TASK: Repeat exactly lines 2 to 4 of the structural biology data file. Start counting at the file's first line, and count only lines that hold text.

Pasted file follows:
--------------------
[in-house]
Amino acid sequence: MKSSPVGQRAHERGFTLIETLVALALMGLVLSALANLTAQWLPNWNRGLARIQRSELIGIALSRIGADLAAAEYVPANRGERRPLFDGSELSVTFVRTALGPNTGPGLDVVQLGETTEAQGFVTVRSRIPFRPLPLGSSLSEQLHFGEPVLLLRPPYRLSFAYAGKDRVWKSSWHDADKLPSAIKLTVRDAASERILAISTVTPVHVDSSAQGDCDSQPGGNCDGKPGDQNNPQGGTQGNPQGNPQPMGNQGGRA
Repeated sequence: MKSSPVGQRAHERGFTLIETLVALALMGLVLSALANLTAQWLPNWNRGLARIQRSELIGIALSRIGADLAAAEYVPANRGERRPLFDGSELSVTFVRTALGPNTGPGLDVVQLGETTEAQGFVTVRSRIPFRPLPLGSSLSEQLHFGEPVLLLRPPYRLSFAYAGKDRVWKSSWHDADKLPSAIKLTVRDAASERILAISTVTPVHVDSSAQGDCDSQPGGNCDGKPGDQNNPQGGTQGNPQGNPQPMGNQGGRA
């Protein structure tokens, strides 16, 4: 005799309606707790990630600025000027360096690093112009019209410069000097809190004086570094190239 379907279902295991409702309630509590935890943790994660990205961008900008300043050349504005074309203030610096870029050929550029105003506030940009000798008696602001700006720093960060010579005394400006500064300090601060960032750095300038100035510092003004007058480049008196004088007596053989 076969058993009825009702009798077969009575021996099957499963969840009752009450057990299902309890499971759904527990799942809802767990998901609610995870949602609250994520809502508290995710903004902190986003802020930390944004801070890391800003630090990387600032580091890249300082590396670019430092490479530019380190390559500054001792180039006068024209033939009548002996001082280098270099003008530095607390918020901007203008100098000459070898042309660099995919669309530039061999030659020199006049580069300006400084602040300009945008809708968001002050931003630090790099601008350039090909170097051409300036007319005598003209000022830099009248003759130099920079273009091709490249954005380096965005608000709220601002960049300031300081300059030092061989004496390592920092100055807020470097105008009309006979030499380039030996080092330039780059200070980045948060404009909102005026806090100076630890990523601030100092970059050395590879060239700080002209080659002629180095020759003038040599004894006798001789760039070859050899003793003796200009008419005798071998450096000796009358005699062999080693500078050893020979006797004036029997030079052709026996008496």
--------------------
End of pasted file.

Amino acid sequence: MKSSPVGQRAHERGFTLIETLVALALMGLVLSALANLTAQWLPNWNRGLARIQRSELIGIALSRIGADLAAAEYVPANRGERRPLFDGSELSVTFVRTALGPNTGPGLDVVQLGETTEAQGFVTVRSRIPFRPLPLGSSLSEQLHFGEPVLLLRPPYRLSFAYAGKDRVWKSSWHDADKLPSAIKLTVRDAASERILAISTVTPVHVDSSAQGDCDSQPGGNCDGKPGDQNNPQGGTQGNPQGNPQPMGNQGGRA
Repeated sequence: MKSSPVGQRAHERGFTLIETLVALALMGLVLSALANLTAQWLPNWNRGLARIQRSELIGIALSRIGADLAAAEYVPANRGERRPLFDGSELSVTFVRTALGPNTGPGLDVVQLGETTEAQGFVTVRSRIPFRPLPLGSSLSEQLHFGEPVLLLRPPYRLSFAYAGKDRVWKSSWHDADKLPSAIKLTVRDAASERILAISTVTPVHVDSSAQGDCDSQPGGNCDGKPGDQNNPQGGTQGNPQGNPQPMGNQGGRA
């Protein structure tokens, strides 16, 4: 005799309606707790990630600025000027360096690093112009019209410069000097809190004086570094190239 379907279902295991409702309630509590935890943790994660990205961008900008300043050349504005074309203030610096870029050929550029105003506030940009000798008696602001700006720093960060010579005394400006500064300090601060960032750095300038100035510092003004007058480049008196004088007596053989 076969058993009825009702009798077969009575021996099957499963969840009752009450057990299902309890499971759904527990799942809802767990998901609610995870949602609250994520809502508290995710903004902190986003802020930390944004801070890391800003630090990387600032580091890249300082590396670019430092490479530019380190390559500054001792180039006068024209033939009548002996001082280098270099003008530095607390918020901007203008100098000459070898042309660099995919669309530039061999030659020199006049580069300006400084602040300009945008809708968001002050931003630090790099601008350039090909170097051409300036007319005598003209000022830099009248003759130099920079273009091709490249954005380096965005608000709220601002960049300031300081300059030092061989004496390592920092100055807020470097105008009309006979030499380039030996080092330039780059200070980045948060404009909102005026806090100076630890990523601030100092970059050395590879060239700080002209080659002629180095020759003038040599004894006798001789760039070859050899003793003796200009008419005798071998450096000796009358005699062999080693500078050893020979006797004036029997030079052709026996008496």